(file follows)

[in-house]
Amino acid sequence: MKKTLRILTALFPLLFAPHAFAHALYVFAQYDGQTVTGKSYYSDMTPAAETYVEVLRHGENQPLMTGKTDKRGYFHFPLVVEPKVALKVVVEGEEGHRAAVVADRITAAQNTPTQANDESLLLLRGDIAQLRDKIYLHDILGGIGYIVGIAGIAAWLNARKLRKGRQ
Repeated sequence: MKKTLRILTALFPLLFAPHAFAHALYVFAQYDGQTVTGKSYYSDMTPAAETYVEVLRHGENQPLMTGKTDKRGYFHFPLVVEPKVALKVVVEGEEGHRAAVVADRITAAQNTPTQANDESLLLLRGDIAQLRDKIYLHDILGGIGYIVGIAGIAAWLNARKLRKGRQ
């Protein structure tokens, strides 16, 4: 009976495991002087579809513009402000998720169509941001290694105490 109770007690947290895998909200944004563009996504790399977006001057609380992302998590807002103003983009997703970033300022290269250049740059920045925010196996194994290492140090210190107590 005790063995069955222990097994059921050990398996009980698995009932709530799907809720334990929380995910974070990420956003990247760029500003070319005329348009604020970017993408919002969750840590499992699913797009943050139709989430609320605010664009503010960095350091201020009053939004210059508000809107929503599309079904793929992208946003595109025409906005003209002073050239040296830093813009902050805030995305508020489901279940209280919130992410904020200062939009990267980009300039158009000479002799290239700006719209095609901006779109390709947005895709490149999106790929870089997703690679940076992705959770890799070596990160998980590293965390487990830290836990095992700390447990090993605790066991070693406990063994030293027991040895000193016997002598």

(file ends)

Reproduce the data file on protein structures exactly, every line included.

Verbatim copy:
[in-house]
Amino acid sequence: MKKTLRILTALFPLLFAPHAFAHALYVFAQYDGQTVTGKSYYSDMTPAAETYVEVLRHGENQPLMTGKTDKRGYFHFPLVVEPKVALKVVVEGEEGHRAAVVADRITAAQNTPTQANDESLLLLRGDIAQLRDKIYLHDILGGIGYIVGIAGIAAWLNARKLRKGRQ
Repeated sequence: MKKTLRILTALFPLLFAPHAFAHALYVFAQYDGQTVTGKSYYSDMTPAAETYVEVLRHGENQPLMTGKTDKRGYFHFPLVVEPKVALKVVVEGEEGHRAAVVADRITAAQNTPTQANDESLLLLRGDIAQLRDKIYLHDILGGIGYIVGIAGIAAWLNARKLRKGRQ
């Protein structure tokens, strides 16, 4: 009976495991002087579809513009402000998720169509941001290694105490 109770007690947290895998909200944004563009996504790399977006001057609380992302998590807002103003983009997703970033300022290269250049740059920045925010196996194994290492140090210190107590 005790063995069955222990097994059921050990398996009980698995009932709530799907809720334990929380995910974070990420956003990247760029500003070319005329348009604020970017993408919002969750840590499992699913797009943050139709989430609320605010664009503010960095350091201020009053939004210059508000809107929503599309079904793929992208946003595109025409906005003209002073050239040296830093813009902050805030995305508020489901279940209280919130992410904020200062939009990267980009300039158009000479002799290239700006719209095609901006779109390709947005895709490149999106790929870089997703690679940076992705959770890799070596990160998980590293965390487990830290836990095992700390447990090993605790066991070693406990063994030293027991040895000193016997002598």